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  15. It makes me sad that no one defends rational discourse among intellectuals.

    Really, an argument is simply presenting justification of a proposed idea, or at least lack of it in the opposed one. Aphorism is, like emotional appeal, only stating the case, not defending it. While sometimes unavoidable (scriptures? maybe, but not always), it is nothing that should be exceptionally praised.
    I repeat myself - you could defend anything with that.
    Being able to counter adverse vision embedded in the aphorism with a better one does not count as a rational discourse, it is merely influencing by the 'picture', mood, attitude - not reason. What tool other than reason do you have to fight error?

    In New Year, let us please do not forget about the rational part while polishing wit and insightfulness of our aphorisms.

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  16. @wy - "I repeat myself - you could defend anything with that. "

    And I repeat - you can defend anything with an argument.

    And often people who make the biggest thing about the importance of rigorous arguments - i.e. some philosophers, are themselves *the worst* culprits for defending anything - constructing arguments to back-up what they pre-believed.

    Maybe the unsupported argument that arguments are a superior form of reasoning is the best example of this: There is no argumentative proof of the superiority of argument which escapes from that closed loop.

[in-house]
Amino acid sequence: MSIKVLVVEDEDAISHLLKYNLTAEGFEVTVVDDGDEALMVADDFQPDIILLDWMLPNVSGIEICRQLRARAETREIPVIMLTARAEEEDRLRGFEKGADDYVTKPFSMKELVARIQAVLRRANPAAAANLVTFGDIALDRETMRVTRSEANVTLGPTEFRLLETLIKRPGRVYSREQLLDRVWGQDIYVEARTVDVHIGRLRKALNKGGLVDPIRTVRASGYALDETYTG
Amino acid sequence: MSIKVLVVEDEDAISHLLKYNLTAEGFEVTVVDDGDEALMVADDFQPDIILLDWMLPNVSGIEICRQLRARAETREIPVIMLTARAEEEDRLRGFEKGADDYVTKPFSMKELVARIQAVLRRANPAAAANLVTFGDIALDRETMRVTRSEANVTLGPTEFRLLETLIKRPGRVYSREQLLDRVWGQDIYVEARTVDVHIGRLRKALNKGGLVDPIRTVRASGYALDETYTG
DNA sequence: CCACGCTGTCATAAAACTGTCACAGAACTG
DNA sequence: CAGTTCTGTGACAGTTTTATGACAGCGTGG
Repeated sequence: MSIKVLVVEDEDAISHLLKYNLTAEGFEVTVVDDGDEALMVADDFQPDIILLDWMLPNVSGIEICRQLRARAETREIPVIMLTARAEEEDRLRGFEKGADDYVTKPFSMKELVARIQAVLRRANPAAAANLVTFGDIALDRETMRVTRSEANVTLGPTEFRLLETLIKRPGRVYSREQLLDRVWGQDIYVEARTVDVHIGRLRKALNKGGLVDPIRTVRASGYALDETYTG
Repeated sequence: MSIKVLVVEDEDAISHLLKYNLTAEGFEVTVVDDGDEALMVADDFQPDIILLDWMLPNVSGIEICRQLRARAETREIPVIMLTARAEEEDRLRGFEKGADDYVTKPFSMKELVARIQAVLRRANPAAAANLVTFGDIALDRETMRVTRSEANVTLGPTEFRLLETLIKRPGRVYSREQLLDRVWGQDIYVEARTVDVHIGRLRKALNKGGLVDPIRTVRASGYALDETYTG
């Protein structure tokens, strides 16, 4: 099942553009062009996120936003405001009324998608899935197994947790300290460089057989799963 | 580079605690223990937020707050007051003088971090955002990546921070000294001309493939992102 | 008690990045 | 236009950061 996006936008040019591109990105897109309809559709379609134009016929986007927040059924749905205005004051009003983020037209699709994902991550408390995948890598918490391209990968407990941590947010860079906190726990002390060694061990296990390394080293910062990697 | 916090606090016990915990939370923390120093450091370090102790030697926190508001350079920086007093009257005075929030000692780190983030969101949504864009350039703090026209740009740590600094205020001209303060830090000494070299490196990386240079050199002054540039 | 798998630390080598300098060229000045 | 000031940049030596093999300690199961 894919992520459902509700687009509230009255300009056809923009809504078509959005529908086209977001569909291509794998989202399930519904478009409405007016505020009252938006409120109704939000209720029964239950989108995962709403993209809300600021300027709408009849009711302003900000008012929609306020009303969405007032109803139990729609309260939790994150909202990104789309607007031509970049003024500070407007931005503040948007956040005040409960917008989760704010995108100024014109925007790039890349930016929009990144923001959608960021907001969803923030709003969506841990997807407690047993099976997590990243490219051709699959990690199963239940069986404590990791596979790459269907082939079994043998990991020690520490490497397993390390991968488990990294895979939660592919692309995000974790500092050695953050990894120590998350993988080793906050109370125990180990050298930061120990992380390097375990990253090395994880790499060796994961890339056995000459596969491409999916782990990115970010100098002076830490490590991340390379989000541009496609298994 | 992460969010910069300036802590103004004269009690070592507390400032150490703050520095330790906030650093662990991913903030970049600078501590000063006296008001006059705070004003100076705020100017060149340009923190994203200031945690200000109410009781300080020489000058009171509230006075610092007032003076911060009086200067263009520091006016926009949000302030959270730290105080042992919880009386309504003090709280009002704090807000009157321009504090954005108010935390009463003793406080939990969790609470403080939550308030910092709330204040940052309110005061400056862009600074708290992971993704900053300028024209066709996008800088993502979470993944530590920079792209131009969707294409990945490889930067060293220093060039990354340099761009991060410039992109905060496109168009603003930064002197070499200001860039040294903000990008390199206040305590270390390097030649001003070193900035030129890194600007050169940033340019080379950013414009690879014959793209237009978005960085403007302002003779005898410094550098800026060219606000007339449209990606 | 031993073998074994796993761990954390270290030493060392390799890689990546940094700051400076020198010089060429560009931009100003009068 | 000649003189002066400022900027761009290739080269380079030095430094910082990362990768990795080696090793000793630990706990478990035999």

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  17. @BC:
    "Maybe the unsupported argument that arguments are a superior form of reasoning is the best example of this: There is no argumentative proof of the superiority of argument which escapes from that closed loop. "
    Please note that I admitted this already:
    "A case for arguments is for example one that presupposes non-futility of arguments and therefore must be backed by certain intellectual stance, treating reason as virtue, and decision to subordinate oneself to reasonable arguments."

    It is a choice to rely on reasonable justification. True, you can *try* to justify anything and it may seem rational. But it is a task of reasonable critique and argumentation to debunk it.

    Countering an aphorism with a better one does not destroy or correct the first one, as happens when arguments are countered. Nietzsche's aphorisms retain their appeal desipte being countered with Pascal's pensees. This is not the case when we look at a debunked argument of passed philosophers. The exchange of adverse aphorisms can only result in beauty contest.

    I risk sounding boring. You cannot really have a reasonable discussion on any matter using only aphorism and no rational justification. What we are doing now is actually trying to justify each others' cases.